Learn How to Gauge Facebook Ad Performance
1. How long should I run a campaign / ad set without success before I determine it a failure and move on?
2. Talk about 2-4x CPA rule.
3. Consider amount of time - are you in Learning Phase, have you run for a week?
4. Consider at-bats - have you gotten enough impressions to know if the ad stinks, enough clicks to know if the audience won’t convert?
Hey guys. This is Josh and I wanted to walk you through some guidelines around what to keep, when to pause things, when to stop spending money on things. I know when you're starting out, it can be a little bit challenging to understand how much time you should give an ad or an ad set before you shut it down and try something new. If you've been trying any AB tests, different ad creatives, or may trying to test different audiences, this video should give you just a few rules of thumb to better evaluate where things are at and what to trim and what to keep going with.
Understanding the Learning Phase
The first thing we need to introduce here is something called the learning phase. Up until maybe like late 2017, the learning phase was something that we knew was happening behind the scenes for Facebook, but then Facebook actually brought it out into their user interface and their ad manager.
You can see it here under the delivery column when you just have launched a new ad set. You'll see this little label called learning. What it's trying to do is Facebook as an algorithm is learning who they should be showing your ads to. Who's the audience within the audience that you're targeting that should really be seeing your ad? Because based on whatever objective you set for your campaign, Facebook is going to do its best to deliver on what you want.
Learning Phase = 50 Conversions
In order to do that, they warn advertisers that there's this learning phase. In the learning phase, officially by the book, they're saying that it'll take 50 conversions for them to actually dial in what that learning phase is. Now from experience, we know that sometimes it's a lot more, sometimes it's a lot less. The key thing that you want to look for rather than just seeing that learning phase label go away, is whether or not you have stability in your cost per lead or cost per whatever conversion you're going after, your CPA.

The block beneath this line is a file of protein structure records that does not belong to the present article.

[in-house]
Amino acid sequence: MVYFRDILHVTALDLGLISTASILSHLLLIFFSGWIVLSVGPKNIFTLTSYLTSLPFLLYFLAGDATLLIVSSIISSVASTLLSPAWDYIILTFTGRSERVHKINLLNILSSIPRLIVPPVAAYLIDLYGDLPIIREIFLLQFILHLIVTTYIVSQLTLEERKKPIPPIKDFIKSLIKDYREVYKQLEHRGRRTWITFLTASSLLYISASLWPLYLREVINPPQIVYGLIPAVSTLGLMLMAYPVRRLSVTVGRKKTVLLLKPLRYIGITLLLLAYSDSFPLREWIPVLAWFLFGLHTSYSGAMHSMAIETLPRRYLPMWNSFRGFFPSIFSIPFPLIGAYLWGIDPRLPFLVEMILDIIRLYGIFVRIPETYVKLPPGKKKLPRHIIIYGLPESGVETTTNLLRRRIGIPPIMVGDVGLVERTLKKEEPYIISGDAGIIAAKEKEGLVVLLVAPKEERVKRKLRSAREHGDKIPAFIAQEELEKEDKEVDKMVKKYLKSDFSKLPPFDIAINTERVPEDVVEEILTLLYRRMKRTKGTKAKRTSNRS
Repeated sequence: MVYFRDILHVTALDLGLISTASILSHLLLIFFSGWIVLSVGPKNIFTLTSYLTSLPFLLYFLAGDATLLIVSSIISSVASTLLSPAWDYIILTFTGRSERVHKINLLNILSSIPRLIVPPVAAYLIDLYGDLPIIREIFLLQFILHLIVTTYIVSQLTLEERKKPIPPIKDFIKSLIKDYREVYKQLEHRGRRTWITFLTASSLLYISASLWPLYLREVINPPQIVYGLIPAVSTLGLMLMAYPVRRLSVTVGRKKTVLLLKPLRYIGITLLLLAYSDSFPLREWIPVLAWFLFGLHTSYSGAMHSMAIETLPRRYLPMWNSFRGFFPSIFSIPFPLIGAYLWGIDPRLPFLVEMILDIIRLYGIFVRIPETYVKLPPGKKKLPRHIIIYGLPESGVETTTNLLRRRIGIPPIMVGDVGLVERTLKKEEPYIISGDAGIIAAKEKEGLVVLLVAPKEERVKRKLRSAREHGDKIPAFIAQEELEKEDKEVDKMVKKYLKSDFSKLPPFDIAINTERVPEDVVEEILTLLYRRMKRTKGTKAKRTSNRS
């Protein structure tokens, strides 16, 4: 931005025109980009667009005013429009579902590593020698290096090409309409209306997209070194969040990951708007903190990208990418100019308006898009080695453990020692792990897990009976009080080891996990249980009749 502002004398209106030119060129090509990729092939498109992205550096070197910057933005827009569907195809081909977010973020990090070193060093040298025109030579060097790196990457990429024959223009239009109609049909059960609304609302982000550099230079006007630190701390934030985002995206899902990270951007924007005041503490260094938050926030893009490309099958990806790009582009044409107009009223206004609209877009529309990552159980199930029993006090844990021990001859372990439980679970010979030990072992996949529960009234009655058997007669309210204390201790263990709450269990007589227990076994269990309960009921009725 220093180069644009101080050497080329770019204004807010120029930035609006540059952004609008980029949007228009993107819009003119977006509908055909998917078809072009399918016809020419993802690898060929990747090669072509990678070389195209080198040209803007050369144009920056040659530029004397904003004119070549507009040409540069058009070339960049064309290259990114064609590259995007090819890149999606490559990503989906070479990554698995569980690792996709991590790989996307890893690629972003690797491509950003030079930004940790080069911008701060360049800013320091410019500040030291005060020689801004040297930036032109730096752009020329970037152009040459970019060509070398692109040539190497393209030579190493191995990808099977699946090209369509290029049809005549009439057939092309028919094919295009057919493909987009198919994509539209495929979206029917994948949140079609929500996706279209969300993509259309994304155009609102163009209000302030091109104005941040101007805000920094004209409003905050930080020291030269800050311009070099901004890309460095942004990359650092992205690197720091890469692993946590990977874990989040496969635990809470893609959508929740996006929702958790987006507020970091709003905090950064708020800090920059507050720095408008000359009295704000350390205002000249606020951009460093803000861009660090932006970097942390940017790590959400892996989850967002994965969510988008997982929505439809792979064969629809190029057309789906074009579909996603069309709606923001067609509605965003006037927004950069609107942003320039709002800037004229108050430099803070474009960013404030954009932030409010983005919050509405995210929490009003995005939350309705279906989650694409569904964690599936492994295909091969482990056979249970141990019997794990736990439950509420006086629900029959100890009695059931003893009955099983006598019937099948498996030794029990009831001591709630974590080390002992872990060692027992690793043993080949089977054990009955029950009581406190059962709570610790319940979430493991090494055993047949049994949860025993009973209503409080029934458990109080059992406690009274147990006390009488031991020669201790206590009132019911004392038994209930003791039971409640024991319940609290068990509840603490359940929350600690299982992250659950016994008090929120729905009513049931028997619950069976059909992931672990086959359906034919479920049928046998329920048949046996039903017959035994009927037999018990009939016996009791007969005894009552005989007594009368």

Be Careful with Changes
When you've reached a point where there's enough stability and there's not these giant peaks and troughs when it comes to the performance of that CPA, you know now that you've left that learning phase and you've entered a level of stability. Respect the learning phase. By respecting the learning phase, you want to make sure that you're not changing too many things like budget. If you do sharp increases of budget during this time, it'll throw that algorithm off and give it new variables to work with and then extend the learning phase. Sometimes the best thing you can do is sit on your hands and just give Facebook enough time to start identifying who to show your ads to.
Context for Conversions
The second thing that you need to take away here is you really have to understand your context for conversions. Everybody's objectives within their campaigns are different. Some people are just going for a top of funnel lead generation play. Others of you are using Shopify or you're selling some sort of eCommerce product and you're going for the actual sale. You need to understand the context of what you're going after here for conversion and set your expectations appropriately.
What I mean by is this, if you know that your average conversion for, let's say, a webinar registration is $15 or even $20 bucks, once you spend 20 bucks if you don't have a conversion, you can't just shut this thing down. A rule of thumb that we'll often go by is make sure that you give at least two to four x, whatever your target conversion cost is, in terms of total budget spent before you start wildly shutting things down. Because the way things work on Facebook is that it takes a little bit longer in the beginning to dial in those first conversions and then there's kind of economies of scale where the more you run your ad, the better Facebook is able to optimize and those costs will go down. But if you say, "My target is 25 dollars," and you've only spent $25, $30, even $40 bucks, well, now you probably haven't given it enough budget to actually perform.
We've added a few benchmarks here that we've seen. Obviously there's going to be outliers, but for an ebook or a white paper download, we've seen anywhere between one and five dollars once things kick in and get optimized. Webinar registrations, depending on your niche, it can be five to 15 dollars. It could be a lot more if you're really, really focused. Then if you're looking for an actual booked appointment like a scheduled phone call, expect anything between 25 and 75 dollars a piece and much, much higher if you're in a very specialized niche with a very high price point.